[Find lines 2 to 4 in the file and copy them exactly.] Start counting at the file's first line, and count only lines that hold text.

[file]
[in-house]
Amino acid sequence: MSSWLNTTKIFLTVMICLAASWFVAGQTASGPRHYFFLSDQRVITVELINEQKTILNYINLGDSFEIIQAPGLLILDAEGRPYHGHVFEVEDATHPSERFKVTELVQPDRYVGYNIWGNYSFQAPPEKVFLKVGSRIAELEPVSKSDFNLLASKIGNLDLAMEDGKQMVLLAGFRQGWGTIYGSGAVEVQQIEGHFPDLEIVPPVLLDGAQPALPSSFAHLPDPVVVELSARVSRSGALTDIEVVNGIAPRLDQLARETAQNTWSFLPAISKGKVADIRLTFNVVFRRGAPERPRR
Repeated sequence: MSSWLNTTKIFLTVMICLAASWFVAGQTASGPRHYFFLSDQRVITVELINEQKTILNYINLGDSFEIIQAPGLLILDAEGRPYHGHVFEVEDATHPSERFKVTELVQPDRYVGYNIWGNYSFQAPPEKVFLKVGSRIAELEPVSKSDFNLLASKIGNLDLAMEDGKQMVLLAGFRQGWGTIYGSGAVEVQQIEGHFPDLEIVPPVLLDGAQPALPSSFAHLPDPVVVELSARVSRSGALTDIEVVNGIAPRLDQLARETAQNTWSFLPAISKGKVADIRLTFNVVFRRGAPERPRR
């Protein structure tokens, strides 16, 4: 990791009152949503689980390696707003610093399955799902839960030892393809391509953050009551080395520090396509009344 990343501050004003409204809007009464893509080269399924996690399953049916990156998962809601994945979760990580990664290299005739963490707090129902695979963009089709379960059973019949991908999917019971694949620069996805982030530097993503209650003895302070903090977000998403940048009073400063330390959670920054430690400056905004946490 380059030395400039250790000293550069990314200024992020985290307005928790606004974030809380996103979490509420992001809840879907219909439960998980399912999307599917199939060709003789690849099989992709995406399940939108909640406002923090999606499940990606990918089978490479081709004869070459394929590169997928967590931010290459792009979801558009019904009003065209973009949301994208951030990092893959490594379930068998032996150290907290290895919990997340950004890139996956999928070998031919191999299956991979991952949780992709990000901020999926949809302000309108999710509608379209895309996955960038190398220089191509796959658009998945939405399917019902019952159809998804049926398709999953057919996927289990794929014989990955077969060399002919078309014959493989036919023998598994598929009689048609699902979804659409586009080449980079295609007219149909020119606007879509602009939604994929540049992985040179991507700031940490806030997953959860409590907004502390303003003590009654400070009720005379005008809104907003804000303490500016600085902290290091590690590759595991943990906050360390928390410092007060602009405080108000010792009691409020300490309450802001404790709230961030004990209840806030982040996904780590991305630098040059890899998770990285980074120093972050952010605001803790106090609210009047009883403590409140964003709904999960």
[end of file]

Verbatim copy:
Amino acid sequence: MSSWLNTTKIFLTVMICLAASWFVAGQTASGPRHYFFLSDQRVITVELINEQKTILNYINLGDSFEIIQAPGLLILDAEGRPYHGHVFEVEDATHPSERFKVTELVQPDRYVGYNIWGNYSFQAPPEKVFLKVGSRIAELEPVSKSDFNLLASKIGNLDLAMEDGKQMVLLAGFRQGWGTIYGSGAVEVQQIEGHFPDLEIVPPVLLDGAQPALPSSFAHLPDPVVVELSARVSRSGALTDIEVVNGIAPRLDQLARETAQNTWSFLPAISKGKVADIRLTFNVVFRRGAPERPRR
Repeated sequence: MSSWLNTTKIFLTVMICLAASWFVAGQTASGPRHYFFLSDQRVITVELINEQKTILNYINLGDSFEIIQAPGLLILDAEGRPYHGHVFEVEDATHPSERFKVTELVQPDRYVGYNIWGNYSFQAPPEKVFLKVGSRIAELEPVSKSDFNLLASKIGNLDLAMEDGKQMVLLAGFRQGWGTIYGSGAVEVQQIEGHFPDLEIVPPVLLDGAQPALPSSFAHLPDPVVVELSARVSRSGALTDIEVVNGIAPRLDQLARETAQNTWSFLPAISKGKVADIRLTFNVVFRRGAPERPRR
């Protein structure tokens, strides 16, 4: 990791009152949503689980390696707003610093399955799902839960030892393809391509953050009551080395520090396509009344 990343501050004003409204809007009464893509080269399924996690399953049916990156998962809601994945979760990580990664290299005739963490707090129902695979963009089709379960059973019949991908999917019971694949620069996805982030530097993503209650003895302070903090977000998403940048009073400063330390959670920054430690400056905004946490 380059030395400039250790000293550069990314200024992020985290307005928790606004974030809380996103979490509420992001809840879907219909439960998980399912999307599917199939060709003789690849099989992709995406399940939108909640406002923090999606499940990606990918089978490479081709004869070459394929590169997928967590931010290459792009979801558009019904009003065209973009949301994208951030990092893959490594379930068998032996150290907290290895919990997340950004890139996956999928070998031919191999299956991979991952949780992709990000901020999926949809302000309108999710509608379209895309996955960038190398220089191509796959658009998945939405399917019902019952159809998804049926398709999953057919996927289990794929014989990955077969060399002919078309014959493989036919023998598994598929009689048609699902979804659409586009080449980079295609007219149909020119606007879509602009939604994929540049992985040179991507700031940490806030997953959860409590907004502390303003003590009654400070009720005379005008809104907003804000303490500016600085902290290091590690590759595991943990906050360390928390410092007060602009405080108000010792009691409020300490309450802001404790709230961030004990209840806030982040996904780590991305630098040059890899998770990285980074120093972050952010605001803790106090609210009047009883403590409140964003709904999960």